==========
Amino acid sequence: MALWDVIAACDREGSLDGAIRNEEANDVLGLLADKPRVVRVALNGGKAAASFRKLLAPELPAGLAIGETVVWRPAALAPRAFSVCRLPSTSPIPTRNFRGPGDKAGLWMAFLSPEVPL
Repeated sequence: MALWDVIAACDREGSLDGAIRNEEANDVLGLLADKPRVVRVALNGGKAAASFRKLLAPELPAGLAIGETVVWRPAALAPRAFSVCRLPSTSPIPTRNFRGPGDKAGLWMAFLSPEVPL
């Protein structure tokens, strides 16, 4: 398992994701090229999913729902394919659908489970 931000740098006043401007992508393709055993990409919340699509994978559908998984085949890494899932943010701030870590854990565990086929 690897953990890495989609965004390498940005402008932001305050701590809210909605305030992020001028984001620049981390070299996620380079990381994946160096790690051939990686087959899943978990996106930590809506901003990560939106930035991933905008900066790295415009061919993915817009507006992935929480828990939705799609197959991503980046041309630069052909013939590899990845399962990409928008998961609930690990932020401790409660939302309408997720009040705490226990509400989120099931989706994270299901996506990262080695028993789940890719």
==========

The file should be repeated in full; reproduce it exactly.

Amino acid sequence: MALWDVIAACDREGSLDGAIRNEEANDVLGLLADKPRVVRVALNGGKAAASFRKLLAPELPAGLAIGETVVWRPAALAPRAFSVCRLPSTSPIPTRNFRGPGDKAGLWMAFLSPEVPL
Repeated sequence: MALWDVIAACDREGSLDGAIRNEEANDVLGLLADKPRVVRVALNGGKAAASFRKLLAPELPAGLAIGETVVWRPAALAPRAFSVCRLPSTSPIPTRNFRGPGDKAGLWMAFLSPEVPL
């Protein structure tokens, strides 16, 4: 398992994701090229999913729902394919659908489970 931000740098006043401007992508393709055993990409919340699509994978559908998984085949890494899932943010701030870590854990565990086929 690897953990890495989609965004390498940005402008932001305050701590809210909605305030992020001028984001620049981390070299996620380079990381994946160096790690051939990686087959899943978990996106930590809506901003990560939106930035991933905008900066790295415009061919993915817009507006992935929480828990939705799609197959991503980046041309630069052909013939590899990845399962990409928008998961609930690990932020401790409660939302309408997720009040705490226990509400989120099931989706994270299901996506990262080695028993789940890719």